All of which leads us to the VE Commodore, Holden’s billion dollar baby; the last and the best. Once again conceived – as was VT – as a left- and right-handdrive car, Holden had even more freedom with the design as it was tasked with creating a car that would be at home anywhere on the planet. From the bitter cold of the US north-west and Canada to the stinking heat of Australia and the Middle East – where by early 2001, when VE mules began circulating Holden’s Lang Lang proving grounds, Chev-badged Holdens had been sold for several years – the VE was engineered as a large car for international markets – later the foundation for the Chevrolet Camaro.
So Holden’s aims for VE had to be higher than for the previous series: in fact, with an obvious view to future US market sporting sedans, Holden bench-marked the VE against acknowledged European premiums such as BMW’s 5-series.
Australia has always had reasonably high safety standards but VE had to be ready for every market on earth including the notorious US market. Systems such as stability control had to be designed-in as world-class from the outset. With North America’s and China’s cold winter climate in mind, the car’s heating system needed to be created to be far better than that expected and accepted by the average Aussie buyer… And of course the air-con’s hot-weather performance – for so long a source of pride for Holden – needed to be up to scratch too.
It was all wrapped in a new bodyshell that approached international best-practice for safety and body integrity/ durability. The wheelbase was longer and the engine moved rearward in relation to the front axle line. The front chassis rails were a larger cross-section than the VT-VZ to better absorb front crash forces. The front cross-member was installed on break-away mounts for the same reason. The VE’s characteristically large A-pillar was also designed to resist deformation in head-on crashes. The car’s B-pillar was now a sandwich with a tough high-boron steel centre laminate and the front seats mounted on box-section cross-car rails – not simply the floor – for better T-bone safety. The rear chassis rails were designed to be deformable too, and the fuel tank was shifted forward to within the wheelbase – to allow the VE and its WM derivatives to meet stringent crash regulations.
Under it, VE was laid-out with a sophisticated multi-link rear end and a double ball-joint strut front end for terrific handling. The suspension was crafted from large, durable components (right down to large wheel studs) that all pointed to GM/Holden planning big power for the design.
Holden also paid special attention to ease of manufacturing and crash repair with VE, with ideas such as a bolt-on nose section that was installed at the factory as a module, pre-assembled with the radiators and cooling fans. In service, it’s able to be easily removed and replaced after the common urban nose-to-tail shunts. The doors’ wiring harnesses could be easily unplugged with trim panels in place.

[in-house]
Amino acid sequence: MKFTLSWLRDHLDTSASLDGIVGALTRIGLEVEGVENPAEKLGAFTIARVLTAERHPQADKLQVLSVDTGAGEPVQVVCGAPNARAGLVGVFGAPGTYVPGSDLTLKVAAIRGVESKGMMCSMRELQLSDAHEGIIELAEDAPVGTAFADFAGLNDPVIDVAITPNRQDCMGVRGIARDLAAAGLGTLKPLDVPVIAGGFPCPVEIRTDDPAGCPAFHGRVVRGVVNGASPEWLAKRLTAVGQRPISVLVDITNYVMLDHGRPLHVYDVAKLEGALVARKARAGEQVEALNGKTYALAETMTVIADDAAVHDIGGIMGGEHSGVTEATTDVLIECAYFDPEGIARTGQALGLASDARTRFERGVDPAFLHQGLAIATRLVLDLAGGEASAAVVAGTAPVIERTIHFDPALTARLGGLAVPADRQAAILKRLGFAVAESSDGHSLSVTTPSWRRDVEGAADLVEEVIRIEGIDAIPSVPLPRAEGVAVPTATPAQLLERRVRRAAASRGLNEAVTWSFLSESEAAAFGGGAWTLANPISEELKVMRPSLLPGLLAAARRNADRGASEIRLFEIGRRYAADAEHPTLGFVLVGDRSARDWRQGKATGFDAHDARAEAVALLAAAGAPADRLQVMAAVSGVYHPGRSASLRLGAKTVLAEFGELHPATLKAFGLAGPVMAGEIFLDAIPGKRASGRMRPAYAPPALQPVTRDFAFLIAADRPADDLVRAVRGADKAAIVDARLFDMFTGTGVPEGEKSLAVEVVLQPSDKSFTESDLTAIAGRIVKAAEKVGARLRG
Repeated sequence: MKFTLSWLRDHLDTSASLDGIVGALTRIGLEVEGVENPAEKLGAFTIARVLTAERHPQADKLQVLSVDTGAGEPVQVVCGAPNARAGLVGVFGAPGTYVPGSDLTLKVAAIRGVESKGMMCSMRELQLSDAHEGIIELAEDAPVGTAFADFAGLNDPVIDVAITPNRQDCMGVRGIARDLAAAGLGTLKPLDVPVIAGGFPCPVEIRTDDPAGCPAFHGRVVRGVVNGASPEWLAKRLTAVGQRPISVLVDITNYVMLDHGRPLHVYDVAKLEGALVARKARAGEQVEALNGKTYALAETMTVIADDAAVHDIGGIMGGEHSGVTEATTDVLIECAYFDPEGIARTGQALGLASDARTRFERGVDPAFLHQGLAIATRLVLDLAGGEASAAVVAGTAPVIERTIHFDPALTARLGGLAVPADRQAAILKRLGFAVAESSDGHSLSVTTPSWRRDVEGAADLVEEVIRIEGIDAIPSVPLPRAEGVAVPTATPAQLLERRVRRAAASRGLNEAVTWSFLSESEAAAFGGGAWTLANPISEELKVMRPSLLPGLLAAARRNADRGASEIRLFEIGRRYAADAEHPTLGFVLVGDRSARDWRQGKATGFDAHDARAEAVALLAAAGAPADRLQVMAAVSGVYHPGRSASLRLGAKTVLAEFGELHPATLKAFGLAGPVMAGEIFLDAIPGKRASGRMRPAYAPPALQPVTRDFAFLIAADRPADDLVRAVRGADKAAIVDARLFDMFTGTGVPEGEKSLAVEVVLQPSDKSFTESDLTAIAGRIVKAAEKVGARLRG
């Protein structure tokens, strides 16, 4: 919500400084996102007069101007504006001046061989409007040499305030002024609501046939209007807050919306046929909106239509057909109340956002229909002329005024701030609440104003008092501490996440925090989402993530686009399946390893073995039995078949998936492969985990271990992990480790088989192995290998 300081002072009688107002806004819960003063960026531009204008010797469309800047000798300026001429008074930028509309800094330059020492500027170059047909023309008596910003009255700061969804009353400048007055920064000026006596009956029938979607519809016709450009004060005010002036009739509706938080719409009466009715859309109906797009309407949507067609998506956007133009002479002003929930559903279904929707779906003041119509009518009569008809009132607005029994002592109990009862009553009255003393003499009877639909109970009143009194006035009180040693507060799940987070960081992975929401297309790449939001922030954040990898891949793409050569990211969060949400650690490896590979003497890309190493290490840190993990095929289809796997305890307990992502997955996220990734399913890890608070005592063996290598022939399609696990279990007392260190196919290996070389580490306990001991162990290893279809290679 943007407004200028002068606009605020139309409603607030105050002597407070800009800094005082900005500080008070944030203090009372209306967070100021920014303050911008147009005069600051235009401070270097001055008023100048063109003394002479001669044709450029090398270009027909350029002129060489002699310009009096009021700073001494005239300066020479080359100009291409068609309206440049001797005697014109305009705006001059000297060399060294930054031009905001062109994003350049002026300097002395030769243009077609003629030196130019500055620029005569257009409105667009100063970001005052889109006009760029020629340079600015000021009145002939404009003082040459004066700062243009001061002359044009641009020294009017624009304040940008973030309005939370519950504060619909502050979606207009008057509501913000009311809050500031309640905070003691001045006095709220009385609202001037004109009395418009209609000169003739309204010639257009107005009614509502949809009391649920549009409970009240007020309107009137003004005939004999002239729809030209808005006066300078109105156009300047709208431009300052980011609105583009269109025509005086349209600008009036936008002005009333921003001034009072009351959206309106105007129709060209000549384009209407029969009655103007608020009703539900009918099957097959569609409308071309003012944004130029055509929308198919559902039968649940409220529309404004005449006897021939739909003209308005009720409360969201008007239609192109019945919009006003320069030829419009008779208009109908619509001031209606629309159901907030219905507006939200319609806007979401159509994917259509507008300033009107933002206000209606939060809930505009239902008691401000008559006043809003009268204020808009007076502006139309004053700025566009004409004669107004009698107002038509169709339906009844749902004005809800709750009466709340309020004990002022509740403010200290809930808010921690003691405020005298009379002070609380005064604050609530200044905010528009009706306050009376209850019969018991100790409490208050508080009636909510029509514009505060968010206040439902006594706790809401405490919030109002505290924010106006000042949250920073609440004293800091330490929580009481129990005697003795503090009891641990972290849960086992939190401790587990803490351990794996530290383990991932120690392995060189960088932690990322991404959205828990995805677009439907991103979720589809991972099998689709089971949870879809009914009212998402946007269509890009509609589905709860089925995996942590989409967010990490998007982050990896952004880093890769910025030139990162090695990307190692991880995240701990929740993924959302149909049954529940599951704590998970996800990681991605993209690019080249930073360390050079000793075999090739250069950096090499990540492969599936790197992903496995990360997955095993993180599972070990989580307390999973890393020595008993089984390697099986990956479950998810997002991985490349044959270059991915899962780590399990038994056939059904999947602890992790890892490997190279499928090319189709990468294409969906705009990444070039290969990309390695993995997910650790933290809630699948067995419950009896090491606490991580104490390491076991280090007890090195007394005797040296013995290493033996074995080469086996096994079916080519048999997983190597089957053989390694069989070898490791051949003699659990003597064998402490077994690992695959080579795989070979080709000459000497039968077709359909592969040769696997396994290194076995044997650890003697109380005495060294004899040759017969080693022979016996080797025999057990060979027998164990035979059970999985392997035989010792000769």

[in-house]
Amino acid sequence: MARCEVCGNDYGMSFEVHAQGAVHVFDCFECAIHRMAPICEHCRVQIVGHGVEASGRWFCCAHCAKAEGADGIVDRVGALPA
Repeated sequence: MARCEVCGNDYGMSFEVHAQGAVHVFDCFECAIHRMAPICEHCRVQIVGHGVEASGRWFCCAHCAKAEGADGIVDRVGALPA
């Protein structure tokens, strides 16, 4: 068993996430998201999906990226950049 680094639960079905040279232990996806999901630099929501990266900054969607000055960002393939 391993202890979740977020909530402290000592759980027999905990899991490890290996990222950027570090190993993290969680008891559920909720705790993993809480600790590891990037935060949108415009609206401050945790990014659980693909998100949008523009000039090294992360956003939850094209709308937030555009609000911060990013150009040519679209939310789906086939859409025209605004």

Proudly, VE made it to the USA first as a Pontiac G8 and later as the VF-based Chevrolet SS and a bitch-black government-only Statesman/Caprice-based PPV – police patrol vehicle. But there was to have been so much more… The planned-and-prototyped high-riding all-wheel drive Adventra – this time with a proper SUV-type body – died. The Holden styling team also penned a Monaro-type coupe and an El Camino type ute, the two cars sharing a pair of doors that were longer than the sedan’s. Few people realise that GM/Holden’s Elizabeth factory was mirrored in China and for a few years the plant produced the Caprice-based Buick Park Avenue.
THE VE Commodore arrived in mid-2006 with, like the VZ before it, two versions of GM’s 3.6-litre HFV6 (175 and 190kW) and a 6.0-litre V8. As had happened with the VT, the SS was promoted as the hero car of the range and in fact, a red SS was the first production VE to roll off the production line. Thanks to the popularity of the SS and its surprising frugality, the V8 was a strong seller. Pontiac G8 was marketed as a premium performance sedan in the USA. VE ute (with the same independent suspension prioritising good handling over ultimate load-carrying) arrived in 2007 and the great-looking Sportwagon – surprisingly – didn’t arrive until 2009, pointing to the possibility that Holden had prioritised developing the aborted new-gen Adventra SUV for international markets before the traditional Aussie wagon. Engines were updated later in VE – and a smaller 3.0-litre unit introduced – and a Series II update arrived in 2010.
THE LAST blast. The end of the line. Introduced in 2013, the VF was a substantial update on VE, with (as had become customary for mid-life updates) significant styling tweaks to the nose, tail and dashboard. VF carried an alloy bonnet and bootlid and substituted alloy for steel in some suspension components to help keep the weight down. Numerous special editions have been launched, including the International, the Storm, the Collingwood and the Craig Lowndes. Buyers of the very late production cars could also opt for the Motorsport and the Director. Holden also offered the option of selecting build numbers. Will the VF become a collector car? Only time will tell, but plenty of enthusiasts have bought them to be tucked away in garages or driven only on special occasions and interest in all earlier model Commodores – especially V8 models – is on the rise.